Sight for the blind

dc3b98fbd35622dc92860651bb771abaHave you ever tried looking for something and you can’t find it while the whole time it’s right there in front of you? It happens to me often and I find it really frustrating (especially when someone is right there to point it out!). For some people however, it’s a real problem. They have a condition called scotoma.  A scotoma is a blind spot in your vision. The spot may be in the centre, or it may be around the edges of your vision. It is caused by a problem in your brain, a problem in your eye, or a problem in your optic nerve.

But there’s another form of scotoma and it’s related to our belief system. Beliefs are powerful. They limit what we can see and what we can’t see. They filter our perceptions. For example, my wife is always seeing strange spots on my body. That’s because I’ve got skin cancer in my family and she is always looking for a reason for me to go and get it checked. I, on the other hand don’t like taking unnecessary visits to the doctor so I tend not to see anything. And so we both have “seeing” issues. She often sees what’s not there and I don’t see what might actually be there.

Well in this story we are looking at today, we find some people with various problems with seeing. A wonderful miracle is performed in their midst – a blind man receives his sight. But those who are watching have difficulty believing what they see. There’s nothing wrong with their eyes. The problem lies with their hearts – their belief system. At the end of the story it’s all reversed: the blind man is able to see (physically as well as spiritually) while those who claim to see remain in spiritual darkness. So let’s have a little look at this story.

The blind man receives his sight

On the way out of the temple Jesus sees a man – a blind man, on the side of the road. The disciples see him also and they say, “Rabbi, who sinned, this man or his parents, that he was born blind?” (John 9:2). You see the disciples had this view – which was very common in their day, that all suffering was a direct result of sin. As one of the Rabbis of their day put it, “There is no death without sin; and there is no suffering without iniquity.” The man who was born blind has suffered from birth, so therefore some sin must lie at the back of it. They want to know who’s sin it was.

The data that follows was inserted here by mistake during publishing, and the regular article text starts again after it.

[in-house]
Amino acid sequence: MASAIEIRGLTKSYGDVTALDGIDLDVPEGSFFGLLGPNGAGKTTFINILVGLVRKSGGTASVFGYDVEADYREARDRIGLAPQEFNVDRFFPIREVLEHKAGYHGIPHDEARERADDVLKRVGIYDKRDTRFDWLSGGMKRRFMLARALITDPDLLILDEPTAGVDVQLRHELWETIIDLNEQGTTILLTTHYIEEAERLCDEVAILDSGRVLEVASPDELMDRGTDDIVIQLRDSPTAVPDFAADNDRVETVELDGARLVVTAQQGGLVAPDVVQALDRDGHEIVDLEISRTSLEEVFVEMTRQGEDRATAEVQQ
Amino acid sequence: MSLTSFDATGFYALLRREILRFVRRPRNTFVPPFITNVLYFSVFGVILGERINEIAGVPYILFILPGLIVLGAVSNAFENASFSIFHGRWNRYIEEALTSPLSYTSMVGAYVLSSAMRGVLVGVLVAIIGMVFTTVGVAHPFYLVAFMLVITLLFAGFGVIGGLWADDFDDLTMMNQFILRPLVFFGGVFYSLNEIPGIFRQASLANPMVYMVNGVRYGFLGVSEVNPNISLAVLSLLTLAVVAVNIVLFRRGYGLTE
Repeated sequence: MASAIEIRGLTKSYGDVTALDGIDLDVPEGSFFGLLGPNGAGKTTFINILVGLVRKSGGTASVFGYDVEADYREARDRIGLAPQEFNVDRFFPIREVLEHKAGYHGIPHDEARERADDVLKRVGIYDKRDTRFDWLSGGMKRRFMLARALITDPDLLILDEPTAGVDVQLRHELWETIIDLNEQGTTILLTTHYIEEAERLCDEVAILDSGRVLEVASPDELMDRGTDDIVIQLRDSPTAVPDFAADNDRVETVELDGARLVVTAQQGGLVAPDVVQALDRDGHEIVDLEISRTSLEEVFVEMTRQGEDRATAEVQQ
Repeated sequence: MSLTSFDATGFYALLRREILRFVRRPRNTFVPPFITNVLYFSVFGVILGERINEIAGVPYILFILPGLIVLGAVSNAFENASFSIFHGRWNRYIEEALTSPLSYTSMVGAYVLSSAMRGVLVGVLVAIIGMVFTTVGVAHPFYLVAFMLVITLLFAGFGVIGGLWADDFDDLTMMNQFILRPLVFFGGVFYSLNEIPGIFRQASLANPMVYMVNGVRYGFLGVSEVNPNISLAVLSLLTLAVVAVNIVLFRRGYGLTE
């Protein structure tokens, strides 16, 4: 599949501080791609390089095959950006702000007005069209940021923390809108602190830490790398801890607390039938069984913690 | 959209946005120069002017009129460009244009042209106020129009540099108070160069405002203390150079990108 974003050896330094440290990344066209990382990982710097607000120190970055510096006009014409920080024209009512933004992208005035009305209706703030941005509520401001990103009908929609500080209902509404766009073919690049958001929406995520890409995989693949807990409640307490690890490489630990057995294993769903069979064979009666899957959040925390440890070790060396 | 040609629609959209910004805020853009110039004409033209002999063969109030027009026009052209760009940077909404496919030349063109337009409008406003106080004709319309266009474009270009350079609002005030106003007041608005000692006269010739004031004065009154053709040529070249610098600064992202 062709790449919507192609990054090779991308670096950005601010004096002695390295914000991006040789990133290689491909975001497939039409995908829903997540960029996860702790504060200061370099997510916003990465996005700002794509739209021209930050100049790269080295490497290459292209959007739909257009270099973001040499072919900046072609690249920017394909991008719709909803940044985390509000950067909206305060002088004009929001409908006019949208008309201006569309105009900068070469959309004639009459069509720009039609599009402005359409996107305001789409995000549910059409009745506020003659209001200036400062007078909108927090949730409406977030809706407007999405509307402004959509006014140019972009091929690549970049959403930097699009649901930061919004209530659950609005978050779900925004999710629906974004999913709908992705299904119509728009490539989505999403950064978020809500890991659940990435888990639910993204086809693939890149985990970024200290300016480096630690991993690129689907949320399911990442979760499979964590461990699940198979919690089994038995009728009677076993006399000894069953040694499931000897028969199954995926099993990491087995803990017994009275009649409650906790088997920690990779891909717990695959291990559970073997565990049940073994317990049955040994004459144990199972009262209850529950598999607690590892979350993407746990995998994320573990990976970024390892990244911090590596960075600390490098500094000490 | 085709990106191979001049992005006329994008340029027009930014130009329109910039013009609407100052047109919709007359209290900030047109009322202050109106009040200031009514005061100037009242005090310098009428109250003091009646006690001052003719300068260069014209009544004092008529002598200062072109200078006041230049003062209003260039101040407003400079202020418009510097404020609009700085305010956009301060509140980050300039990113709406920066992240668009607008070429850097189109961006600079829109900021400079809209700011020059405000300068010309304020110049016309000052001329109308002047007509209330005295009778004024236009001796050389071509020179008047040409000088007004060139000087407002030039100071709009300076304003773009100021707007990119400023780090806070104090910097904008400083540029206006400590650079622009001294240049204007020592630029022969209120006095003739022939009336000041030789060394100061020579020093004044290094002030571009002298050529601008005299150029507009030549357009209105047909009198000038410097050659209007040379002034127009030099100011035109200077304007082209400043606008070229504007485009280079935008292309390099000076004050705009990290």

Jesus however makes it very clear here that this mans’ suffering is not because of some specific sin. Rather it is an opportunity for God’s mercy:

“Neither this man nor his parents sinned,” Jesus answered. “This came about so that God’s works might be displayed in him.” (v.3)

Interesting. There’s a man who can’t see. The disciples look at him one way while Jesus looks at him entirely differently. The disciples saw the man as the subject of a theological discussion. Jesus saw the man as an object of mercy. They want to talk about his sin. Jesus wants to meet the man’s need.

 There are people in this world with great needs. There are people who have special needs – disabilities, not of their own doing. You pass by them every day. Do you see them? How do you see them? Do you see them as objects of curiosity, or do you see them as Jesus sees them – real people whom God wants us to notice and love and minister to? The question is not, “Why is this person that way?” but rather, “How can God be glorified through this situation?” God did not cause this man’s blindness, but he has a purpose for it. Jesus said He wants to display his glory through it.

What happened next is amazing. Jesus spits on the ground, works with his fingers to make some mud from his saliva, and then spreads the mud over the man’s eyes. Then he said, “Go, and wash in the pool of Siloam” (v.7). So the man went and washed. And he came back seeing.

The blind man receives a hearing

Well it didn’t take long for word to get out that something very remarkable had happened to this man. The first one’s to notice the change were his neighbours. They react in the same way you would react if someone reported they saw me driving a Ferrari down the main street of Richmond. “Are you sure that was Peter? It can’t be him – he must just look like him.” Then you see on your Facebook page with a picture of me in a Ferrari, parked outside Richmond Mall with the caption, “Like my new car?” All doubt is removed.